The Acropol Theater was jam-packed for the official unveiling of the new movement of center-left politicians on Monday. In theater parlance, it was so full, they had to turn people away. There was a good smattering of big names and a pervading sense of optimism. I heard Nikos Alivizatos, one of the pioneers of the movement that has been dubbed the “Initiative of the 58” and “Olive Tree,” among other names, saying that it had been a while since he’d seen so many smiling faces, most of them belonging to longtime acquaintances, I presume. Everyone appeared to share the belief that Greek politics needs a “democratic progressive movement,” its own Olive Tree, a reference to the Italian alliance formed under the leadership of Romano Prodi in 1995.
What are the political components of this movement? Yiannis Voulgaris, one of the speakers at the inauguration event, outlined them in an op-ed in daily newspaper Ta Nea on Tuesday. He described the movement as an amalgam of social democracy, the democratic left, the liberal center, political ecology and progressive Europeanism. In short, it is a composition so ambitious that it could hardly go unnoticed in a political arena where ambition has been reduced to a struggle for survival. It is a good thing that there are people among us who aspire to take political action; it can only inspire optimism.
However, that is where the optimism ends, because so many questions remain unanswered. For example, how is social democracy defined in Greece today, when it has already proven hard to define in so many other European countries? The rebirth of the French Socialist Party with the election of Francois Hollande has proven short-lived, and not because of its lack of popularity but because of its inability to carve out clear policy. And what precisely does “political ecology” entail? How does it differ from the nonpolitical kind? And as far as “progressive Europeanism” goes, while I understand “Europeanism” I cannot grasp the importance of the “progressive” aspect. Does it mean rebuilding the ruined welfare state or revamping Europe on globalization terms? Or does it refer to a “people’s Europe,” the one that Alivizatos invoked on Tuesday in an interview on Athens 98.4 FM and which is constantly called for by opposition SYRIZA leader Alexis Tsipras, a term that sends us back to the 1970s whenever we hear it.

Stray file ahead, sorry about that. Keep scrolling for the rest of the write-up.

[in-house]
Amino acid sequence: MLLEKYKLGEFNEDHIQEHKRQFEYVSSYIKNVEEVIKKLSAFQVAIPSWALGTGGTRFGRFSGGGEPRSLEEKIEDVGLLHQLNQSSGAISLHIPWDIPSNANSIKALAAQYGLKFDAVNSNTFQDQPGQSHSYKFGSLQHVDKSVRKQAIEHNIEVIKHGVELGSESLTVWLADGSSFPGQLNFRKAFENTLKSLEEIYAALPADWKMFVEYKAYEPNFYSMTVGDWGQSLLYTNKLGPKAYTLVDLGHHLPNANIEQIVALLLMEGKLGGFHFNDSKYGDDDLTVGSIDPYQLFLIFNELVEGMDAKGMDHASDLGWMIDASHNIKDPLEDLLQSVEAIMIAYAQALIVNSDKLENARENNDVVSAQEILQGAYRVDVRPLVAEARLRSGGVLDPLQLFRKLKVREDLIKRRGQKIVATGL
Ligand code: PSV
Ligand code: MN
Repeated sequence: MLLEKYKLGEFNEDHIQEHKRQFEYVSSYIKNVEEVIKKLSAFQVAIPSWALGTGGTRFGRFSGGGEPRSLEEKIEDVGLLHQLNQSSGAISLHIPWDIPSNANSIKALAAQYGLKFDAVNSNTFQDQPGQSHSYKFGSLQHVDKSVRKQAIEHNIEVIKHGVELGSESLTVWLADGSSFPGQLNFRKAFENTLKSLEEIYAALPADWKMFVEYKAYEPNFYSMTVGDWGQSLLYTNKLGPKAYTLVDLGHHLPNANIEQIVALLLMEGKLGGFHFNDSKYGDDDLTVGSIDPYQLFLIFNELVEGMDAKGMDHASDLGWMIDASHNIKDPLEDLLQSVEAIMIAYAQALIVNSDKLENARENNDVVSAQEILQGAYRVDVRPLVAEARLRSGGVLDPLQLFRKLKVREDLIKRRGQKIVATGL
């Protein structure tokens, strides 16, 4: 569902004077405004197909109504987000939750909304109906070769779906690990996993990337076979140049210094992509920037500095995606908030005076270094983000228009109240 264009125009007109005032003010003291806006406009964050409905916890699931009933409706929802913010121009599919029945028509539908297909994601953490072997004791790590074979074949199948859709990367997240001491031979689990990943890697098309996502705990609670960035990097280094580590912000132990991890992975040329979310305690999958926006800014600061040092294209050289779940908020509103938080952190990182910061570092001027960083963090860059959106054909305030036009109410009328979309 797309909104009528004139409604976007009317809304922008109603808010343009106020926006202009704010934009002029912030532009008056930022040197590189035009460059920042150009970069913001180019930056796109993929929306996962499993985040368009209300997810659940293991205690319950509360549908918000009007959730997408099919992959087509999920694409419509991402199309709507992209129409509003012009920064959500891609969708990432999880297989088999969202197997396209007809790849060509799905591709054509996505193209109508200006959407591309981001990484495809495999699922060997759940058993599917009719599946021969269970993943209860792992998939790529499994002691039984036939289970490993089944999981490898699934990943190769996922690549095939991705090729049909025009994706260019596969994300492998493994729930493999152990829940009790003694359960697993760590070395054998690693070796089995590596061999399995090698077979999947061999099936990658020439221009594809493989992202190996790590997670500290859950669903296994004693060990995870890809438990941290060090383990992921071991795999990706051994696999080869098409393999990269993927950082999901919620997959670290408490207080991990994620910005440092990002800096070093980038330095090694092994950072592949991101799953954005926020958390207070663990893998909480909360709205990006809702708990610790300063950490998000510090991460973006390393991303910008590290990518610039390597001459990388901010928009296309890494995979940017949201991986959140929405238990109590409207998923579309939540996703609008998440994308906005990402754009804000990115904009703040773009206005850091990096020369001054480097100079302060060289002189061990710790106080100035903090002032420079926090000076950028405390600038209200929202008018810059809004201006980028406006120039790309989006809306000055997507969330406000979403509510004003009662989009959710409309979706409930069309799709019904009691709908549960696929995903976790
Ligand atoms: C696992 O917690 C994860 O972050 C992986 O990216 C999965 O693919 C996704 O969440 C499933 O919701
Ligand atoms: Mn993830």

I imagine that if PASOK had not thrown itself into the process, the crowd at the Acropol on Monday would have been composed mainly of academics in their 60s looking for someone to represent them, serious people with exemplary careers, good intentions and skills, who have, however, developed a set of “progressive” ideas based on a clear dichotomy between the left and the right. They believe in this dichotomy, which feeds the age-old theories about the extremes and drives those in New Democracy who envision the rebirth of the popular right, as well as Independent Greeks and SYRIZA. This dichotomy has only served to benefit Golden Dawn. Let us not neglect the fact that opinion polls are only showing a rise for SYRIZA and Golden Dawn. The other parties are being kept alive only by the “devil you know” theory.
Other questions remain. On what social groups does this center-left movement plan to depend? On the middle class that has been decimated by the statism of both conservative and Socialist administrations? On the miserable civil service, which suffers both from depression and fear of responsibility? Or on the proud farmers who are being taxed on land they haven’t worked in 20-odd years?
And what will make this movement stand out from the so-called center-right?
That said, there is no doubt Greek politics needs a large centrist movement that will be able to stand up to conservatism from both the right and the left, that can redefine the country’s role within Europe and that can interpret the concept of progressiveness in terms suitable to 2013.